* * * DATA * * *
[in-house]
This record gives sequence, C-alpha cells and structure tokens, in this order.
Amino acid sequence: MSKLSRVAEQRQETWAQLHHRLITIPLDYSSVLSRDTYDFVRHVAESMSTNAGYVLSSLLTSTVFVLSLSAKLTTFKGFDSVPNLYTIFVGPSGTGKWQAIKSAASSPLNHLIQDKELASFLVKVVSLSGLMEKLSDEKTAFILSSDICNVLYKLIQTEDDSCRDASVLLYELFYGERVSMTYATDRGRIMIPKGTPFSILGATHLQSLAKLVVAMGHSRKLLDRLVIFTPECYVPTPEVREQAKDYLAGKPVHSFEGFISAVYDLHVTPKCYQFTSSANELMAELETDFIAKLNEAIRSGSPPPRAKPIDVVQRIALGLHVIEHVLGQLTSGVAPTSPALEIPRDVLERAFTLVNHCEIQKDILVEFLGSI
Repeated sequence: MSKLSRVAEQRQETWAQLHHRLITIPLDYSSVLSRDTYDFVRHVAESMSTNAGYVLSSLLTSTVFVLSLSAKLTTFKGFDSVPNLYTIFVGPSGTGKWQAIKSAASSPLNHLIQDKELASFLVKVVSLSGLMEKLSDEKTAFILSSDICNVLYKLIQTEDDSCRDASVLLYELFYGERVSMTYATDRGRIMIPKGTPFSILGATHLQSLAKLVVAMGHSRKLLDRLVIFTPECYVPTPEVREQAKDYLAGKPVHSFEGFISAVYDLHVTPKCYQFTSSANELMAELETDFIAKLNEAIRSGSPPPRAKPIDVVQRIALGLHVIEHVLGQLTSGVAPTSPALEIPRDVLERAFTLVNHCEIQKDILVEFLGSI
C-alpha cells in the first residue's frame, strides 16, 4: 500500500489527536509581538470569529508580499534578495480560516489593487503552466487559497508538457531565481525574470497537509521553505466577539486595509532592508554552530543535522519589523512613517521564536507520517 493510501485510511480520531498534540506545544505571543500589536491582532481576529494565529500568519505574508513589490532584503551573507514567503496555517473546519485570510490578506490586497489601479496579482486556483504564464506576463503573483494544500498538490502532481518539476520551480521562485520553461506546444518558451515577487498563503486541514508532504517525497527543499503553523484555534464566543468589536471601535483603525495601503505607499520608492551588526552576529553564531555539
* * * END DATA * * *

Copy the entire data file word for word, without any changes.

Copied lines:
[in-house]
This record gives sequence, C-alpha cells and structure tokens, in this order.
Amino acid sequence: MSKLSRVAEQRQETWAQLHHRLITIPLDYSSVLSRDTYDFVRHVAESMSTNAGYVLSSLLTSTVFVLSLSAKLTTFKGFDSVPNLYTIFVGPSGTGKWQAIKSAASSPLNHLIQDKELASFLVKVVSLSGLMEKLSDEKTAFILSSDICNVLYKLIQTEDDSCRDASVLLYELFYGERVSMTYATDRGRIMIPKGTPFSILGATHLQSLAKLVVAMGHSRKLLDRLVIFTPECYVPTPEVREQAKDYLAGKPVHSFEGFISAVYDLHVTPKCYQFTSSANELMAELETDFIAKLNEAIRSGSPPPRAKPIDVVQRIALGLHVIEHVLGQLTSGVAPTSPALEIPRDVLERAFTLVNHCEIQKDILVEFLGSI
Repeated sequence: MSKLSRVAEQRQETWAQLHHRLITIPLDYSSVLSRDTYDFVRHVAESMSTNAGYVLSSLLTSTVFVLSLSAKLTTFKGFDSVPNLYTIFVGPSGTGKWQAIKSAASSPLNHLIQDKELASFLVKVVSLSGLMEKLSDEKTAFILSSDICNVLYKLIQTEDDSCRDASVLLYELFYGERVSMTYATDRGRIMIPKGTPFSILGATHLQSLAKLVVAMGHSRKLLDRLVIFTPECYVPTPEVREQAKDYLAGKPVHSFEGFISAVYDLHVTPKCYQFTSSANELMAELETDFIAKLNEAIRSGSPPPRAKPIDVVQRIALGLHVIEHVLGQLTSGVAPTSPALEIPRDVLERAFTLVNHCEIQKDILVEFLGSI
C-alpha cells in the first residue's frame, strides 16, 4: 500500500489527536509581538470569529508580499534578495480560516489593487503552466487559497508538457531565481525574470497537509521553505466577539486595509532592508554552530543535522519589523512613517521564536507520517 493510501485510511480520531498534540506545544505571543500589536491582532481576529494565529500568519505574508513589490532584503551573507514567503496555517473546519485570510490578506490586497489601479496579482486556483504564464506576463503573483494544500498538490502532481518539476520551480521562485520553461506546444518558451515577487498563503486541514508532504517525497527543499503553523484555534464566543468589536471601535483603525495601503505607499520608492551588526552576529553564531555539